We certainly are on the eve of great events in this country. The people of Pennsylvania cannot be indifferent spectators; their interests and commercial relations will force them to look realities in the face, and act like men. The right or wrong of secession may shortly be no longer a practical issue. The fact of a southern confederacy may be presented for our consideration.

Under any circumstances, we in this State must suffer very much, perhaps more than any other.

Suppose a Southern Confederacy under the old Constitution, slightly modified, and none but slave States admitted, carrying out the idea of a great southern Confederacy based on slave labor, having possession of the great cotton zone of the world, and a great Northern Confederacy based upon free labor, how are our manufacturers (of iron for instance,) to get along?

At present we have free trade with all the Southern States. Most of the Southern States do not make a pound of iron. They purchase three times as much of us as we purchase of them. Nearly all the southern States get their manufactured iron directly or indirectly, such as wire, nails, ploughs, castings for cotton gins, saw-mills, sugar mills, &c., from us. When a cargo of iron goes into a Southern port it pays no duty. But when a cargo comes in from Liverpool, it pays twenty-four per cent duty; that is, for every hundred dollars[‘] worth of iron they pay our government twenty four dollars duty, and yet we complain of ruinious competition. Indeed our iron men say they can hardly compete with the English manufacturer in the ports of New York and Philadelphia. How will it be when a Southern Confederacy admits English iron and manufactures of iron duty free? They may say we want to purchase in the cheap markets of Europe when we sell the bulk of our cotton, and thus have a return cargo. Does it not deprive us of a market in fifteen Southern States having near ten millions of people and who are comparatively non producers of iron?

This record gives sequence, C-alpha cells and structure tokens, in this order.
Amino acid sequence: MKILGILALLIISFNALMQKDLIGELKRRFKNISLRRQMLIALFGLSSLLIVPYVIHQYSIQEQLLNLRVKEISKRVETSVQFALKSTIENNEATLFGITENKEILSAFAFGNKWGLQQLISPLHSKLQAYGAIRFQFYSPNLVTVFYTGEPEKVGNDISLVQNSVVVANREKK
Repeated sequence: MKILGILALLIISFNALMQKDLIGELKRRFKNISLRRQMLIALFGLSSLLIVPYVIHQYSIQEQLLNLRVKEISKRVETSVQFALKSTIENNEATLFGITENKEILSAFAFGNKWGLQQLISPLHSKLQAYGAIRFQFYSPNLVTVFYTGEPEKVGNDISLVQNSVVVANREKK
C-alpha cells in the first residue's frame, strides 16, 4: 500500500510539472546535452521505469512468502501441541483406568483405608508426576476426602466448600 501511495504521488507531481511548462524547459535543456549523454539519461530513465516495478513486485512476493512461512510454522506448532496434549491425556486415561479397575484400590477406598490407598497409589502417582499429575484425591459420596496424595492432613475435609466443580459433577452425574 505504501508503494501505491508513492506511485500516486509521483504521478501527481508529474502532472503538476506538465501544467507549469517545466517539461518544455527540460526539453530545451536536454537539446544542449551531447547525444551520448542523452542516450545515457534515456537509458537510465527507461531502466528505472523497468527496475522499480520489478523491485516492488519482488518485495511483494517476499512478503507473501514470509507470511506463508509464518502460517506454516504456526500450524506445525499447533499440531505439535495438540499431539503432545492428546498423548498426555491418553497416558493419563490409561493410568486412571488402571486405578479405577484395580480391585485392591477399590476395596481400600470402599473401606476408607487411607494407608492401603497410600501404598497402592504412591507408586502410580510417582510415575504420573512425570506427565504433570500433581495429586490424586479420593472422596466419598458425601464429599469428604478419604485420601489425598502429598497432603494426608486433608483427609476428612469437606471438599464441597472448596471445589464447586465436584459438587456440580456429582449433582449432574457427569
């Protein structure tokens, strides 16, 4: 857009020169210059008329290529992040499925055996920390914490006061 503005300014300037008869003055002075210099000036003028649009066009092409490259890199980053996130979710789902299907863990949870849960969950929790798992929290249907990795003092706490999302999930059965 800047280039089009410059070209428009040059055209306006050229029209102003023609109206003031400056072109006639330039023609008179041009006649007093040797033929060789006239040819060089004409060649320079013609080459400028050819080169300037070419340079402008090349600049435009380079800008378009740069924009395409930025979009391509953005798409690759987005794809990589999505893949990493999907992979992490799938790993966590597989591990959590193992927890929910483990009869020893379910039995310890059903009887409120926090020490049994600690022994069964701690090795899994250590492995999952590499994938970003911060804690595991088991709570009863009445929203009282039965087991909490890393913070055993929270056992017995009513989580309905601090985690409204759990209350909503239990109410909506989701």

But it may be said “we will increase the duty in the Northern Confederacy, and thus keep the English article out altogether;” how much good will that do us in Pennsylvania? They manufacture iron now on the Hudson nearly as cheap as we do. They manufacture iron in Ohio and Missouri for the north west; so that with the Southern States cut off, our market would be a very limited one. But how long would the New England States agree to pay a high tax on iron when they produce none? The New England States now have twelve Senators and Pennsylvania two, so that they could and would prevent a high tariff.—The North-west is always for free trade, besides the Allegheny mountain is a sufficient tariff for them, and they would go with New England to whom they now sell bread-stuffs.

The truth is, that the Southern people can get what they want in the markets of the world. We must obtain our supply of cotton from them. We now take in the Northern States thirty millions of dollars[‘] worth per annum of raw cotton. There are large cotton manufacturing establishments in the neighborhood of Philadelphia, to say nothing of those at Norristown, Reading, Lancaster, Harrisburg, South Easton, etc. Where do they sell their manufactured articles? Not in New England for New England manufacturers have sales rooms in Philadelphia and New York. The truth is New England is our rival. She would never agree to a duty on coal because the coal of the British Provinces is too near. New England merchants never come to make purchases in Philadelphia; the merchants of the Southern States do. It therefore may yet become a great question in this State, whether it will not be sound policy as well as true duty for us to seek political relations with those with whom we have heretofore, and may hereafter have profitable commercial relations.